The third priority is resilience. “What defines AFSOC is not technology or platforms,” the Air Force commander said. “Rather, we are defined by our people -- active duty, Guard, reserves and civilians alike -- and their relentless application of our ethos and strategic values.”
Tovo addressed the existing and emerging range of threats the nation faces, telling the senators that from macro levels, the nation’s threats can be put into two categories.
“First, violent extremist organizations that threaten the homeland and other strategic interests, and second, those peer-and-near adversaries who seek to undermine our global influence and overturn the current international order that preserves our prosperity,” he explained.
“The counter-VEO fight has monopolized our global efforts for over 16 years; however, it is clear that competing nations such as Russia, China, North Korea and Iran will continue to challenge the current international security order to see greater regional -- and in some cases, global -- influence,” Tovo said.
Army Special Operations Command is sustaining the fight to counter violent extremist organizations while building readiness for peer-and-near threats by investing in three major efforts, the general said.
“First, we are in the midst of a multiyear effort to restore balance to the force with the aim of improving the health of the force, and providing additional time to train against a broader set of tasks that must be mastered to address peer adversaries,” he said.
“Second, we have made significant investments in the intellectual space to ensure that we understand the implications of changes in the security environment, and that we find ways to maintain an enduring competitive advantage over our nation’s adversaries,” Tovo noted.
“Third, the command published strategic guidance using [required to move ASOC from the force of today to the force that the nation will need in the future,” he said.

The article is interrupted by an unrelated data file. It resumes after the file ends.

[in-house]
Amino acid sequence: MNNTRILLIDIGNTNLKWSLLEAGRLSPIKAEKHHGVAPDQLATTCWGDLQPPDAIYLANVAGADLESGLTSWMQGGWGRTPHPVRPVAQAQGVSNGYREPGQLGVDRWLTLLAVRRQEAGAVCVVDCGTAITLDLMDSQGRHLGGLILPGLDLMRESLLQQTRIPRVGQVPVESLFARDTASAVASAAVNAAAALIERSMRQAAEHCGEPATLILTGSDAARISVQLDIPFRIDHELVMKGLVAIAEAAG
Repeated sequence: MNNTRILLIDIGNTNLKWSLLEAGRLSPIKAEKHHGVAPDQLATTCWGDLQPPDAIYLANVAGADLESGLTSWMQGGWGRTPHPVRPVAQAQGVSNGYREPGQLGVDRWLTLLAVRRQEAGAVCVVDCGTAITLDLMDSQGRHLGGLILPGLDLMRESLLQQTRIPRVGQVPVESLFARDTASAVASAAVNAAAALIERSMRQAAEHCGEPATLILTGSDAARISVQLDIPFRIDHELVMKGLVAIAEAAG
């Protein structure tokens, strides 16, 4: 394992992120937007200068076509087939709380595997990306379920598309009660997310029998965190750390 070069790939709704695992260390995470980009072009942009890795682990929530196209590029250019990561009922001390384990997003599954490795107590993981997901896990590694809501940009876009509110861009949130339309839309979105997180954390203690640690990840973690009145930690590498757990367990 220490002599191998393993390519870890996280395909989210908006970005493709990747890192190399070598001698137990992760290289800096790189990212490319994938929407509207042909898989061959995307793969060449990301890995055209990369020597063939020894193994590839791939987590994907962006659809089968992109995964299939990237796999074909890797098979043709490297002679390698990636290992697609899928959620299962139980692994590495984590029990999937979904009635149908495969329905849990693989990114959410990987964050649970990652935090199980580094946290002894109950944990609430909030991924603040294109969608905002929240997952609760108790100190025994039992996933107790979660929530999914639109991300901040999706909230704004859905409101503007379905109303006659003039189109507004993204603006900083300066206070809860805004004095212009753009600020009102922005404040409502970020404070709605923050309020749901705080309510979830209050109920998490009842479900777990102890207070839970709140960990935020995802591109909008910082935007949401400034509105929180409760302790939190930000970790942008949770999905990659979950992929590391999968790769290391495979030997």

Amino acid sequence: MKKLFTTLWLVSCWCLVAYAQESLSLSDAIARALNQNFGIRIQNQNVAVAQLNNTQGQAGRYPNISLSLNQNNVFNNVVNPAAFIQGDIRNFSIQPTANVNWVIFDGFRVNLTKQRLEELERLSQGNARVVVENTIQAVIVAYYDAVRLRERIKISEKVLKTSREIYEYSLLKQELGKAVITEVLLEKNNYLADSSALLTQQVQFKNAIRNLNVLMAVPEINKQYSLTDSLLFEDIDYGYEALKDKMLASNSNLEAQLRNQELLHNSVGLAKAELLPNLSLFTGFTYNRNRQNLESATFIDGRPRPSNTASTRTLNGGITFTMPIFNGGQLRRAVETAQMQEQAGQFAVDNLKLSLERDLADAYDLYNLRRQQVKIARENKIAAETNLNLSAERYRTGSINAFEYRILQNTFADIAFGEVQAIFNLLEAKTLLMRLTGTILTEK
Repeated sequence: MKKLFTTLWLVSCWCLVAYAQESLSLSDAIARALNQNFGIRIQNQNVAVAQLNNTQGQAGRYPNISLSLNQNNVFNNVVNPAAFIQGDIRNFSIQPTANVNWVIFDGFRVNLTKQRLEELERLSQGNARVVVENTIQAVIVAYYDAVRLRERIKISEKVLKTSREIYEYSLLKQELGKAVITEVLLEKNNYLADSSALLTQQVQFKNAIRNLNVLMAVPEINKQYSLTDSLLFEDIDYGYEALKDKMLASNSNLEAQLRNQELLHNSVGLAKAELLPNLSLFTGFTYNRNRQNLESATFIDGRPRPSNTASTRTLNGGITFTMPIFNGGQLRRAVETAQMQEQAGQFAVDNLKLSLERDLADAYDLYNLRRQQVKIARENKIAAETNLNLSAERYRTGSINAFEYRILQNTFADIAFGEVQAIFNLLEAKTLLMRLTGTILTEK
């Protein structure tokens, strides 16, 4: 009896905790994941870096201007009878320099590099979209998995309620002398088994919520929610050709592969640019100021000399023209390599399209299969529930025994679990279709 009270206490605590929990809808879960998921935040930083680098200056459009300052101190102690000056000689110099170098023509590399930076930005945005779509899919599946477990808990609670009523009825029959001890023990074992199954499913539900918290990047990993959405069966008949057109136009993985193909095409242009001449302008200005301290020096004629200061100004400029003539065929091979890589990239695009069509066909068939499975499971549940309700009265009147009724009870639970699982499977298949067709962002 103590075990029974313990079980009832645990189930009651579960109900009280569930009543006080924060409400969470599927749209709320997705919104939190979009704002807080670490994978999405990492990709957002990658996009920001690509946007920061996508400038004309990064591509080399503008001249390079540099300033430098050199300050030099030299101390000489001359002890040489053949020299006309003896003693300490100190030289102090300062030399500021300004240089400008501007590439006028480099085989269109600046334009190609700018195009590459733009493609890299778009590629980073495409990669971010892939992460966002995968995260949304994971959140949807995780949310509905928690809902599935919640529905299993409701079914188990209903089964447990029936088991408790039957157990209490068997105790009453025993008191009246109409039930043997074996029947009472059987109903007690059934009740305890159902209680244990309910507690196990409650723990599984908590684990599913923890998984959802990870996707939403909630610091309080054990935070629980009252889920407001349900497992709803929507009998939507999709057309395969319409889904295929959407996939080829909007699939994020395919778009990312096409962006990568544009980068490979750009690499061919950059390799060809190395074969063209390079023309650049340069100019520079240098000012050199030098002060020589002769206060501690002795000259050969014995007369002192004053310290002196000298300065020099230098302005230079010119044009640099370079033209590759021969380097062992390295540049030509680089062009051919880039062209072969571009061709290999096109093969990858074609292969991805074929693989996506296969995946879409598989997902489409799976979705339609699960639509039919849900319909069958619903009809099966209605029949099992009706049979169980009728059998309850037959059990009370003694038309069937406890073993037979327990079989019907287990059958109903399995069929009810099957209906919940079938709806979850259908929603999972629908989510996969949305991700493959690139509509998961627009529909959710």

Szymanski told the senators that the first special operations forces truth -- that humans are more important than hardware -- remains their guiding principle.
“We have the best weapons and technology, but our primary weapon systems are now, and always have been, our operators,” he said. “We select and train to sustain men and women of character who are mature, highly skilled, culturally attuned and entrusted to execute our nation's most sensitive missions. It’s precisely because of what we ask our people to do, operation after operation, that we never lose focus on their long-term health.”
Following nearly 17 years of operations in Iraq and Afghanistan, the admiral said, the United States is focused on strengthening Naval Special Warfare Command capabilities as the maritime component to special operations. “We are making progress modernizing our maritime mobility platforms that can operate effectively in contested environments,” he added.
While the Marine Corps’ special operations tempo is high, it is manageable, Mundy told the panel. “We continue to benefit from [the Marine Corps Forces Special Operations Command’s] Preservation of Force and Families Program as a critical tool to maintain the health of our force.”
People, not technology or any other particular capability, represent the Marine Corps’ special operations force’s most precious resource, he said, and that is something the Corps must preserve and cultivate as its forces look to the future.
Mundy said his four priorities reflect commitment to the command’s people and to the requirement to develop for the future; to provide an integrated full-spectrum special operations force, to better integrate the special operations capabilities with the Marine Corps’ air-ground teams, to develop the command’s future force, and to preserve the force and their families